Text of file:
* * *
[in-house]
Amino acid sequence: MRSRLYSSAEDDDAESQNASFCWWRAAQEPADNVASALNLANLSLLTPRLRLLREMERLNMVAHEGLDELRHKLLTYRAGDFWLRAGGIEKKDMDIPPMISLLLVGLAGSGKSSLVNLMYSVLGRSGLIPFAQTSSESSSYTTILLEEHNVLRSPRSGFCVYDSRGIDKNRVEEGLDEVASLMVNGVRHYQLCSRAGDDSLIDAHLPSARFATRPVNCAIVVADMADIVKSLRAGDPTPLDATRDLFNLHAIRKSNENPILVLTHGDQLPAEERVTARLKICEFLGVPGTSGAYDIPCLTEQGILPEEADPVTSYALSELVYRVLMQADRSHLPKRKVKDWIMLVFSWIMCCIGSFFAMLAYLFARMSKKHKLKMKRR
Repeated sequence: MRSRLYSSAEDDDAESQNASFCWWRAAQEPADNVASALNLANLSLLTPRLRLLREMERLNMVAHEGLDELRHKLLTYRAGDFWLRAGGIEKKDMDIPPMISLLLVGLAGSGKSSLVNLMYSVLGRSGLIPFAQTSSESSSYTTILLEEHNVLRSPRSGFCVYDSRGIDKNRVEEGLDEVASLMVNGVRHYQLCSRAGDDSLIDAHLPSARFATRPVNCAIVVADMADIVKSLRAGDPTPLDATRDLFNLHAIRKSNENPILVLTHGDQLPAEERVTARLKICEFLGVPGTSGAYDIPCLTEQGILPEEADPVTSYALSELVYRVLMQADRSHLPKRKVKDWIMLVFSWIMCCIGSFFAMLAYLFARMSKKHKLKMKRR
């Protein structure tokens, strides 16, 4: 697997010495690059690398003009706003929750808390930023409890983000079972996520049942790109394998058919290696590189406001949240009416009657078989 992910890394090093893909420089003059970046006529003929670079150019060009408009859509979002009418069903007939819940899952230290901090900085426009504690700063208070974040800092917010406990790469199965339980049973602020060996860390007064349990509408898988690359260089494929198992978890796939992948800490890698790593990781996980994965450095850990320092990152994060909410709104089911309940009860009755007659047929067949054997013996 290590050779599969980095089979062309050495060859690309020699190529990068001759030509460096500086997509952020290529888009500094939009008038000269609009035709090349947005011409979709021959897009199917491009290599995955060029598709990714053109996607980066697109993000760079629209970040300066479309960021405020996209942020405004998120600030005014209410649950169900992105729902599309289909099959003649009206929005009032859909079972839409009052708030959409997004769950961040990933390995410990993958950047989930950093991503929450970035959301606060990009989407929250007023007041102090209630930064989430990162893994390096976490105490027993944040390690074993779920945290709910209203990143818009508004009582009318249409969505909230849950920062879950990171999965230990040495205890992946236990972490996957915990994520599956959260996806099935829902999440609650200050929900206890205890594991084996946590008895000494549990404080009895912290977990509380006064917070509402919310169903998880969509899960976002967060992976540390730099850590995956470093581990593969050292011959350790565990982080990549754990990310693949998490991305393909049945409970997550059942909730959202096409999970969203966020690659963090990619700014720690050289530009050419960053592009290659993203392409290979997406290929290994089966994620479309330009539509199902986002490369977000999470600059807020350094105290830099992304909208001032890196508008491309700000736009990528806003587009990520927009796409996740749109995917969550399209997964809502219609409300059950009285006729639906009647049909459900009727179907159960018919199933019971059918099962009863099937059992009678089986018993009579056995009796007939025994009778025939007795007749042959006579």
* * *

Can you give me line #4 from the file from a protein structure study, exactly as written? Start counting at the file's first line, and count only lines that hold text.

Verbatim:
């Protein structure tokens, strides 16, 4: 697997010495690059690398003009706003929750808390930023409890983000079972996520049942790109394998058919290696590189406001949240009416009657078989 992910890394090093893909420089003059970046006529003929670079150019060009408009859509979002009418069903007939819940899952230290901090900085426009504690700063208070974040800092917010406990790469199965339980049973602020060996860390007064349990509408898988690359260089494929198992978890796939992948800490890698790593990781996980994965450095850990320092990152994060909410709104089911309940009860009755007659047929067949054997013996 290590050779599969980095089979062309050495060859690309020699190529990068001759030509460096500086997509952020290529888009500094939009008038000269609009035709090349947005011409979709021959897009199917491009290599995955060029598709990714053109996607980066697109993000760079629209970040300066479309960021405020996209942020405004998120600030005014209410649950169900992105729902599309289909099959003649009206929005009032859909079972839409009052708030959409997004769950961040990933390995410990993958950047989930950093991503929450970035959301606060990009989407929250007023007041102090209630930064989430990162893994390096976490105490027993944040390690074993779920945290709910209203990143818009508004009582009318249409969505909230849950920062879950990171999965230990040495205890992946236990972490996957915990994520599956959260996806099935829902999440609650200050929900206890205890594991084996946590008895000494549990404080009895912290977990509380006064917070509402919310169903998880969509899960976002967060992976540390730099850590995956470093581990593969050292011959350790565990982080990549754990990310693949998490991305393909049945409970997550059942909730959202096409999970969203966020690659963090990619700014720690050289530009050419960053592009290659993203392409290979997406290929290994089966994620479309330009539509199902986002490369977000999470600059807020350094105290830099992304909208001032890196508008491309700000736009990528806003587009990520927009796409996740749109995917969550399209997964809502219609409300059950009285006729639906009647049909459900009727179907159960018919199933019971059918099962009863099937059992009678089986018993009579056995009796007939025994009778025939007795007749042959006579």